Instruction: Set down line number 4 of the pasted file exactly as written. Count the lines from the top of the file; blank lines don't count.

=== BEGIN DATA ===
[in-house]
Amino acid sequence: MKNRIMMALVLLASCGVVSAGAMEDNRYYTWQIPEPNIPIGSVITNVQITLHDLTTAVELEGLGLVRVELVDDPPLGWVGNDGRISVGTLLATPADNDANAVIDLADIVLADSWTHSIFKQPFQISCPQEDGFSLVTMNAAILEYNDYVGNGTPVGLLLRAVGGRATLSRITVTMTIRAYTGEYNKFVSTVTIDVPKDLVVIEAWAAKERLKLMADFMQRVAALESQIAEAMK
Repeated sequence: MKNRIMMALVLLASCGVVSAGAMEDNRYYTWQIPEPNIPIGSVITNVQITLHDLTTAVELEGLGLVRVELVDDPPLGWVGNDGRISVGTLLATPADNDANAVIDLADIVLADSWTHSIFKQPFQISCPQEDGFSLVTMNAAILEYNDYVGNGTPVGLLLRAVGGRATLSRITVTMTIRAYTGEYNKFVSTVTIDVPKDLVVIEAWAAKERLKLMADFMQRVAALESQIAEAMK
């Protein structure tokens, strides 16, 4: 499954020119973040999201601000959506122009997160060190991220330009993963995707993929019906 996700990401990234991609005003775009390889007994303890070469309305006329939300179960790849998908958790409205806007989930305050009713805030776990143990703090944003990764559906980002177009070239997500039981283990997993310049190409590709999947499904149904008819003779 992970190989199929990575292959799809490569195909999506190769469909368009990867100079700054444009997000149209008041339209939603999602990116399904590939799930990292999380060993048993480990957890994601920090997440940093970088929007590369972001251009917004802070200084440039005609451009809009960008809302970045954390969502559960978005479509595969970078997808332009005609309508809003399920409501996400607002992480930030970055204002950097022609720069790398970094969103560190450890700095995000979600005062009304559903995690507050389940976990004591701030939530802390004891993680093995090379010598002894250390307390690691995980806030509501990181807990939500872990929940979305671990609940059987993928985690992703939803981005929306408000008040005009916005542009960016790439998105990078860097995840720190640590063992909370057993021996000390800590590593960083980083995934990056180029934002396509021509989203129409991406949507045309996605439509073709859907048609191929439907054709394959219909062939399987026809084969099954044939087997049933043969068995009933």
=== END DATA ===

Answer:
């Protein structure tokens, strides 16, 4: 499954020119973040999201601000959506122009997160060190991220330009993963995707993929019906 996700990401990234991609005003775009390889007994303890070469309305006329939300179960790849998908958790409205806007989930305050009713805030776990143990703090944003990764559906980002177009070239997500039981283990997993310049190409590709999947499904149904008819003779 992970190989199929990575292959799809490569195909999506190769469909368009990867100079700054444009997000149209008041339209939603999602990116399904590939799930990292999380060993048993480990957890994601920090997440940093970088929007590369972001251009917004802070200084440039005609451009809009960008809302970045954390969502559960978005479509595969970078997808332009005609309508809003399920409501996400607002992480930030970055204002950097022609720069790398970094969103560190450890700095995000979600005062009304559903995690507050389940976990004591701030939530802390004891993680093995090379010598002894250390307390690691995980806030509501990181807990939500872990929940979305671990609940059987993928985690992703939803981005929306408000008040005009916005542009960016790439998105990078860097995840720190640590063992909370057993021996000390800590590593960083980083995934990056180029934002396509021509989203129409991406949507045309996605439509073709859907048609191929439907054709394959219909062939399987026809084969099954044939087997049933043969068995009933």